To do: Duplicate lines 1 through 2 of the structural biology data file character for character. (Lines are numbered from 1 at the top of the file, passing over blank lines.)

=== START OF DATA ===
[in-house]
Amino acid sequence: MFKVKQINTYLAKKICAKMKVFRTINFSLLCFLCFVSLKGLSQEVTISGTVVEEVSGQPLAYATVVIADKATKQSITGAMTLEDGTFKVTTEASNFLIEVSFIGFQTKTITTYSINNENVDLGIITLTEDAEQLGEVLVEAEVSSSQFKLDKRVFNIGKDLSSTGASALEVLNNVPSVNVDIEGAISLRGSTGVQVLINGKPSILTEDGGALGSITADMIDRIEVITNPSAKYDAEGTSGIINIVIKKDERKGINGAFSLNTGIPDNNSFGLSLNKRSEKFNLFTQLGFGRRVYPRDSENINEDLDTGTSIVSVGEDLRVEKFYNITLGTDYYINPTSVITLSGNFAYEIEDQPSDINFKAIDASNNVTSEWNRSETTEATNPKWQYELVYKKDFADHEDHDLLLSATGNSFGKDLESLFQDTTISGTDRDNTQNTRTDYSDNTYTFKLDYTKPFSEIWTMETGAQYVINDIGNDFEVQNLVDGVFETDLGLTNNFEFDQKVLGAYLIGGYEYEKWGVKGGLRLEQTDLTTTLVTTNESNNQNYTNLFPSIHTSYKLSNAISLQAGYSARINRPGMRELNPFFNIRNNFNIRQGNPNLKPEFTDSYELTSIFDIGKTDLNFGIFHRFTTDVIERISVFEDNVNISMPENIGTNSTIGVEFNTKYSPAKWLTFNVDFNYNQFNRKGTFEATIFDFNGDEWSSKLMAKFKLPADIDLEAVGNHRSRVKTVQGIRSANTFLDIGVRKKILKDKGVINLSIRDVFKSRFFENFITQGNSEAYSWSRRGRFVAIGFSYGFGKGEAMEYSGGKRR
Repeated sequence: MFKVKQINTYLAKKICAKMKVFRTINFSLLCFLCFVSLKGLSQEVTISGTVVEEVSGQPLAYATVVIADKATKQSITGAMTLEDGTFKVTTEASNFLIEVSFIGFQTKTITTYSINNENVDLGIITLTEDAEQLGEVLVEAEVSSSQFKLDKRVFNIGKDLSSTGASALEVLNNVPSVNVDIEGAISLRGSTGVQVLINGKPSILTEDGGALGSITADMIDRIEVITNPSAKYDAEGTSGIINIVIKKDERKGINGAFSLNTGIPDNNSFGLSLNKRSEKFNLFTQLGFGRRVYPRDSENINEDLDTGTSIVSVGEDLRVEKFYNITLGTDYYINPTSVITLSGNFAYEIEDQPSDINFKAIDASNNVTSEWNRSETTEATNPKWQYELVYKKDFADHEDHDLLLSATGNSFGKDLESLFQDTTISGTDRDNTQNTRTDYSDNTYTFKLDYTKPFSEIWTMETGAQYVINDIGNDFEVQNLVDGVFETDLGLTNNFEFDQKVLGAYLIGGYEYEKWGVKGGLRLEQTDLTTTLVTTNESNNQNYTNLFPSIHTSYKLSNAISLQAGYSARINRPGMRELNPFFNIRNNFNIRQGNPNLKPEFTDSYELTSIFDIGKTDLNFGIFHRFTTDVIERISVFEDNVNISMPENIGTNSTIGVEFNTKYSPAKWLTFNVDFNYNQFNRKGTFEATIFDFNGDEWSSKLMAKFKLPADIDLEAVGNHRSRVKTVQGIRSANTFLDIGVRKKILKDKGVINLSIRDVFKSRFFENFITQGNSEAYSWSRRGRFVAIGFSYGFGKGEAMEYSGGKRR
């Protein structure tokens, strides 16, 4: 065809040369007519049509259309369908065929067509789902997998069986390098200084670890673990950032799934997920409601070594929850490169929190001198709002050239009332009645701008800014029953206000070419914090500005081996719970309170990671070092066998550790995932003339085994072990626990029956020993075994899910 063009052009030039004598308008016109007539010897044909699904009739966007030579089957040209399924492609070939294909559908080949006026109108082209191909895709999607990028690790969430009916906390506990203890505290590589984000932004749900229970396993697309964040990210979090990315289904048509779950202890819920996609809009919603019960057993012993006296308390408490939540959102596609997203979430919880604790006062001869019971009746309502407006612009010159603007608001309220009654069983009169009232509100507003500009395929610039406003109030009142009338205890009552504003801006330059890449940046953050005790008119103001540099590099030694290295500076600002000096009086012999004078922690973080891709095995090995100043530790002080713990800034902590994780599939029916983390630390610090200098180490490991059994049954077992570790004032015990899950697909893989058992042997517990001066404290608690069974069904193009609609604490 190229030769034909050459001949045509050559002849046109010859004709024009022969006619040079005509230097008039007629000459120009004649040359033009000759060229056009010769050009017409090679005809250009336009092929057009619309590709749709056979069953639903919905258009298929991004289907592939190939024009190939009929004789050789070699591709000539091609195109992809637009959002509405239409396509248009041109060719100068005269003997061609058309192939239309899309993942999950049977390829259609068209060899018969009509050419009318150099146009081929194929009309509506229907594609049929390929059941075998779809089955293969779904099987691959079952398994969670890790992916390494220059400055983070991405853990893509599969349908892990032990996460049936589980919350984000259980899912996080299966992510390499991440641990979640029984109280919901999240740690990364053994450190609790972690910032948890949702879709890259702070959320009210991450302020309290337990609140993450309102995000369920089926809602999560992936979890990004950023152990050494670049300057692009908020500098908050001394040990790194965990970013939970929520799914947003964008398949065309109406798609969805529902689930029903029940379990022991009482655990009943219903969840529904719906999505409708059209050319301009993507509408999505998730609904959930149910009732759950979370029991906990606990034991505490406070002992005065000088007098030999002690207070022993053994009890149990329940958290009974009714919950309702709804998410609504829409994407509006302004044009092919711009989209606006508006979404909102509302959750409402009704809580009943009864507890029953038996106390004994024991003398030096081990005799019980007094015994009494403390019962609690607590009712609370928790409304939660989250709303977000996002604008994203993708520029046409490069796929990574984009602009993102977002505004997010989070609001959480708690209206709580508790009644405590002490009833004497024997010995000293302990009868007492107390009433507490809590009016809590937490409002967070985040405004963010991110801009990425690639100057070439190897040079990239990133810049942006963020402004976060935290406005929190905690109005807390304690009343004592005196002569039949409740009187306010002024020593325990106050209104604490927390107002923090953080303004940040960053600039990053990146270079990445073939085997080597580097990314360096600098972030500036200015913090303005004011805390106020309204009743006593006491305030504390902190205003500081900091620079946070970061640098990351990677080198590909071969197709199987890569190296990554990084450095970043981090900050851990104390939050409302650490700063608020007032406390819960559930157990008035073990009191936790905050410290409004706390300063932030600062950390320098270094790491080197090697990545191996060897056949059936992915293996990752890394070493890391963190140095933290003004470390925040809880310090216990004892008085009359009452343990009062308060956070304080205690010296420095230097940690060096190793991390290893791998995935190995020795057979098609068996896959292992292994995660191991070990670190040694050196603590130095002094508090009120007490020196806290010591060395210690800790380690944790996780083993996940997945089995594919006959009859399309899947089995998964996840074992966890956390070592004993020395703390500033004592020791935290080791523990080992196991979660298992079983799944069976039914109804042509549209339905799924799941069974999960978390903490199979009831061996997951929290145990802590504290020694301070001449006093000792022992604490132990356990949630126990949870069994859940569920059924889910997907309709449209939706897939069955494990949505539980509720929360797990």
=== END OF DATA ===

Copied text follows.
[in-house]
Amino acid sequence: MFKVKQINTYLAKKICAKMKVFRTINFSLLCFLCFVSLKGLSQEVTISGTVVEEVSGQPLAYATVVIADKATKQSITGAMTLEDGTFKVTTEASNFLIEVSFIGFQTKTITTYSINNENVDLGIITLTEDAEQLGEVLVEAEVSSSQFKLDKRVFNIGKDLSSTGASALEVLNNVPSVNVDIEGAISLRGSTGVQVLINGKPSILTEDGGALGSITADMIDRIEVITNPSAKYDAEGTSGIINIVIKKDERKGINGAFSLNTGIPDNNSFGLSLNKRSEKFNLFTQLGFGRRVYPRDSENINEDLDTGTSIVSVGEDLRVEKFYNITLGTDYYINPTSVITLSGNFAYEIEDQPSDINFKAIDASNNVTSEWNRSETTEATNPKWQYELVYKKDFADHEDHDLLLSATGNSFGKDLESLFQDTTISGTDRDNTQNTRTDYSDNTYTFKLDYTKPFSEIWTMETGAQYVINDIGNDFEVQNLVDGVFETDLGLTNNFEFDQKVLGAYLIGGYEYEKWGVKGGLRLEQTDLTTTLVTTNESNNQNYTNLFPSIHTSYKLSNAISLQAGYSARINRPGMRELNPFFNIRNNFNIRQGNPNLKPEFTDSYELTSIFDIGKTDLNFGIFHRFTTDVIERISVFEDNVNISMPENIGTNSTIGVEFNTKYSPAKWLTFNVDFNYNQFNRKGTFEATIFDFNGDEWSSKLMAKFKLPADIDLEAVGNHRSRVKTVQGIRSANTFLDIGVRKKILKDKGVINLSIRDVFKSRFFENFITQGNSEAYSWSRRGRFVAIGFSYGFGKGEAMEYSGGKRR